Respite reflections

Respite reflections

It’s been another while since I last wrote but this time, the gap has been conscious. I finally got to go to the local wellbeing house for two weeks recently and whilst there, made a considered decision to have a break from all things personality disorder (other than living with my own!). 

I desperately needed some respite and took the fortnight out to focus on me and my own recovery. This was no mean feat considering I’m such a people pleaser and find saying ‘no’ incredibly hard as well as always trying my best to avoid the processing of my therapy sessions by keeping busy too. 

Nevertheless, I did it and the results were amazing! Astonishingly the world kept turning even though I turned down several opportunities to take part in Expert by Experience activities and deliberately stayed away from follow up reading etc from all my personality disorder meetings and campaigning. What’s more, having time out allowed me to process some of the stuff that whirls round my head constantly, even though I wasn’t consciously thinking about it. 

I left feeling far more relaxed and emotionally stable and just more accepting of the way things are. In fact, I would go as far as to say that it was the most positive thing I have done for my mental health that’s had an impact over such a short space of time.

On my final night there, another guest asked me why I had gone there; what was ‘wrong’ with me in effect.  I replied that I have a personality disorder and the response I received was

“Really? Wow, well I couldn’t tell! Who told you you have that??!”  

It’s not the first time that someone has said something along those lines but it really struck a chord this time as to how ‘personality disorder’ is seen amongst the general population. I have spent a lot of time lately focusing on the stigma of the diagnosis amongst professionals of one kind or another but this comment highlighted to me how those two words put together must form an image of a totally dysfunctional member of society for people who have no knowledge of the condition at all.

This revelation is far from new but has made me more aware of how others see me, and it’s not their fault. If you’re told someone’s personality is disordered, I think it’s a natural conclusion to come to that they are unable to conform to societal norms, and even to be a bit afraid- what might they do instead? Of course, those with personality disorders do struggle to conform to some norms - I react far more intensely and negatively to perceived abandonment than most people in society for example but this is unlikely to be the image that immediately springs to mind.  Instead, it’s more likely to be that I can’t follow rules, the generally accepted moral code, or even the law and thus I am a danger. Naturally, this latter perception isn’t helped by the fact that there are so many people with personality disorder in forensic settings either.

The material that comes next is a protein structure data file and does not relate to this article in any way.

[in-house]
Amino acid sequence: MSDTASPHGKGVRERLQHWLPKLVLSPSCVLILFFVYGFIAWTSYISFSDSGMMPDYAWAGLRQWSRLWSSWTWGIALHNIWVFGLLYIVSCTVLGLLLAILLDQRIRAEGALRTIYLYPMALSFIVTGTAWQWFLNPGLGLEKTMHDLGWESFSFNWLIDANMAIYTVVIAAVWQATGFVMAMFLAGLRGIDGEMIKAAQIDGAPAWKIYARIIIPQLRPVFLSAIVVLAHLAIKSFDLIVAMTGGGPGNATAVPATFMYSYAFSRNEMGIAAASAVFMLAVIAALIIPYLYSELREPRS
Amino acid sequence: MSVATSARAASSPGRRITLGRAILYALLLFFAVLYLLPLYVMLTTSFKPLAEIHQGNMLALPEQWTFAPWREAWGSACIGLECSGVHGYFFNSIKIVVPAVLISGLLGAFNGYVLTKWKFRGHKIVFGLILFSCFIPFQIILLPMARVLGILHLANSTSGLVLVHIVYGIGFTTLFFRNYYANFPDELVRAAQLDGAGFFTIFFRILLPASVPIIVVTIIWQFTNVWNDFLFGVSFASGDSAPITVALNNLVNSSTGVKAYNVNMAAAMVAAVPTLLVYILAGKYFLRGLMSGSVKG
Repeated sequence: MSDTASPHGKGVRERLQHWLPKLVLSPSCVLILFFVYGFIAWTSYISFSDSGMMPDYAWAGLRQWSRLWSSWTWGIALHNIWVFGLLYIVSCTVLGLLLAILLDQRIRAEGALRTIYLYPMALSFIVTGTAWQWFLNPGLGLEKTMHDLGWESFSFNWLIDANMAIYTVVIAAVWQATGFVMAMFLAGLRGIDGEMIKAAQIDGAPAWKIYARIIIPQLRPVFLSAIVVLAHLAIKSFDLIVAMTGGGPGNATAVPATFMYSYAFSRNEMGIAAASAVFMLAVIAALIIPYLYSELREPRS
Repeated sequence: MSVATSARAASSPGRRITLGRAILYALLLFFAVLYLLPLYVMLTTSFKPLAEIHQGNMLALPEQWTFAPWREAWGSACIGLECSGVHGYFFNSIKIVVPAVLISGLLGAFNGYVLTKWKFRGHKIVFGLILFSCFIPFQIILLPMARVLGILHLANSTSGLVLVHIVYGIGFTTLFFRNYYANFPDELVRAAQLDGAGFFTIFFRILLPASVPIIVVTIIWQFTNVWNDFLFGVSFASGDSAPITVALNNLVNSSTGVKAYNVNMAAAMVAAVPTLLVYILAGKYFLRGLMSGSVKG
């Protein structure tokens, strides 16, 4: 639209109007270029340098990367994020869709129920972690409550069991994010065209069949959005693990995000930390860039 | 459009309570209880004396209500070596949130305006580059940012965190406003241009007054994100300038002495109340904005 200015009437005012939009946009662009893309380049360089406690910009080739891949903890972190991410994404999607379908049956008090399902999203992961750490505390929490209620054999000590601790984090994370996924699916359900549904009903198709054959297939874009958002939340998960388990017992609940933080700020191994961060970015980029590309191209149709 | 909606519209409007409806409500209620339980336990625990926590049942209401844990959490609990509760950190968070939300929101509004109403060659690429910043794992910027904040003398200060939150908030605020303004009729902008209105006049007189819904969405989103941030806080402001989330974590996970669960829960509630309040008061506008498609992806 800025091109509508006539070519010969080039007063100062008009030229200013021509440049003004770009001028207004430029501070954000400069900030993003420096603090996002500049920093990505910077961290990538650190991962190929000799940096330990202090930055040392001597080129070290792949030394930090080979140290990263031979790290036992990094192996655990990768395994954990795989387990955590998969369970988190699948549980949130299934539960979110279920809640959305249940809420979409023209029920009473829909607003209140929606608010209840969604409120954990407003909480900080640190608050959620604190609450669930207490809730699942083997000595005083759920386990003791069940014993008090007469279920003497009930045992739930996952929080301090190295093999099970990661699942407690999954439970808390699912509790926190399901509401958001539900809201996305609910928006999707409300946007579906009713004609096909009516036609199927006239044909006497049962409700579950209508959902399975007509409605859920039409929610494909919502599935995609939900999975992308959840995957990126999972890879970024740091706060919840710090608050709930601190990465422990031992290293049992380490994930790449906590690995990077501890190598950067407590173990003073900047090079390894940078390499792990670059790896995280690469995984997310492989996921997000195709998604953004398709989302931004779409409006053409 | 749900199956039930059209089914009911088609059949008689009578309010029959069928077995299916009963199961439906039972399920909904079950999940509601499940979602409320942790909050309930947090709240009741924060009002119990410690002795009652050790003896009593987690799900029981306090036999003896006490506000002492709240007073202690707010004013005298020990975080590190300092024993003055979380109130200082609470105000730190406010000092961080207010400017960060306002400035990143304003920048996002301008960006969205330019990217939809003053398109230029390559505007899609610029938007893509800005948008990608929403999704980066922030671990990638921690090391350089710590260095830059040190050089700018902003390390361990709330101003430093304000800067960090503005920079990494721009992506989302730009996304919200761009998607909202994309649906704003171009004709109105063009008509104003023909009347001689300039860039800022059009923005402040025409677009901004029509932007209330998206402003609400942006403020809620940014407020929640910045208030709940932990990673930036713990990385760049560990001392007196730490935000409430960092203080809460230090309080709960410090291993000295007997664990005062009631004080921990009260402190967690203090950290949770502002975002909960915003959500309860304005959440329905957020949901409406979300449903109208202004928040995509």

It makes me wonder whether personality disorders would be better received if they were seen as being spectrum disorders, much like autism. After all, two individuals both diagnosed with Borderline Personality Disorder may only share one symptom of the nine set out as criteria when the required number for the label is five of those nine. 

In a way, this is perhaps what the ICD-11 (International Classification of Diseases, version 11) is aiming for with its classification of personality disorders as mild, moderate or severe instead of separating them into the traditional subtypes. However, I’m not sure that I approve of this system either - would being classified as having ‘mild’ PD lead to exclusion from some services? And what about those classified as ‘severe’ - surely they would be stigmatised just as much as ever, perhaps even more so as people may see them as having no hope for recovery.

Anyway, enough rambling on that for now.

Now that I am back home from my respite stay I am trying to implement more of the self care that I managed there. It is harder to do in my usual environment for some reason but I will keep trying.

Currently I am on a three week break from therapy and my care coordinator is away too - August is never a particularly productive month. I was left feeling a little bereft when I discovered they were away at the same time but in a surprisingly proactive move, my psychiatrist offered me an appointment this week. I hadn’t seen him in almost 18 months so it was actually good to catch up and was a positive appointment. I left feeling like my care and treatment at the moment is truly a team effort and that all those involved do at least communicate. 

Let’s just hope the positivity, stability and new found skills in relaxation of recent weeks continue...

Traumatic restraint saved my life...but does that make it ok?

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Balance and Expertise

Balance and Expertise